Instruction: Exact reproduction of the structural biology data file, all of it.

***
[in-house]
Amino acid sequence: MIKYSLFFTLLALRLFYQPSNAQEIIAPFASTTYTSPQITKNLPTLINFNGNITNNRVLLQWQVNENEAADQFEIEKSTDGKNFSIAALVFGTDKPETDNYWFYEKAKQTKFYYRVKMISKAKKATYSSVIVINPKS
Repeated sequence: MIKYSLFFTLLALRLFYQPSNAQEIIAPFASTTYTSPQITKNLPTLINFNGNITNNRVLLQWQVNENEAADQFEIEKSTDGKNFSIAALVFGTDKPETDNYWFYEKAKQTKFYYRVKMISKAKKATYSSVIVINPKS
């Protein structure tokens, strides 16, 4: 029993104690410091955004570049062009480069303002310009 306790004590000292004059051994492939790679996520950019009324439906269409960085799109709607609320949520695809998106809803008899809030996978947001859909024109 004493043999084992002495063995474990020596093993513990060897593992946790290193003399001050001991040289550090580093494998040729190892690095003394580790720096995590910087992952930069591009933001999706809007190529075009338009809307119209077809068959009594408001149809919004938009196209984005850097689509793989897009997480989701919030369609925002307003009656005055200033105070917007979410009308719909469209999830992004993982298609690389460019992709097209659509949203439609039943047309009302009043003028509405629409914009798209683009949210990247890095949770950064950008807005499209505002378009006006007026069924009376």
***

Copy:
[in-house]
Amino acid sequence: MIKYSLFFTLLALRLFYQPSNAQEIIAPFASTTYTSPQITKNLPTLINFNGNITNNRVLLQWQVNENEAADQFEIEKSTDGKNFSIAALVFGTDKPETDNYWFYEKAKQTKFYYRVKMISKAKKATYSSVIVINPKS
Repeated sequence: MIKYSLFFTLLALRLFYQPSNAQEIIAPFASTTYTSPQITKNLPTLINFNGNITNNRVLLQWQVNENEAADQFEIEKSTDGKNFSIAALVFGTDKPETDNYWFYEKAKQTKFYYRVKMISKAKKATYSSVIVINPKS
């Protein structure tokens, strides 16, 4: 029993104690410091955004570049062009480069303002310009 306790004590000292004059051994492939790679996520950019009324439906269409960085799109709607609320949520695809998106809803008899809030996978947001859909024109 004493043999084992002495063995474990020596093993513990060897593992946790290193003399001050001991040289550090580093494998040729190892690095003394580790720096995590910087992952930069591009933001999706809007190529075009338009809307119209077809068959009594408001149809919004938009196209984005850097689509793989897009997480989701919030369609925002307003009656005055200033105070917007979410009308719909469209999830992004993982298609690389460019992709097209659509949203439609039943047309009302009043003028509405629409914009798209683009949210990247890095949770950064950008807005499209505002378009006006007026069924009376």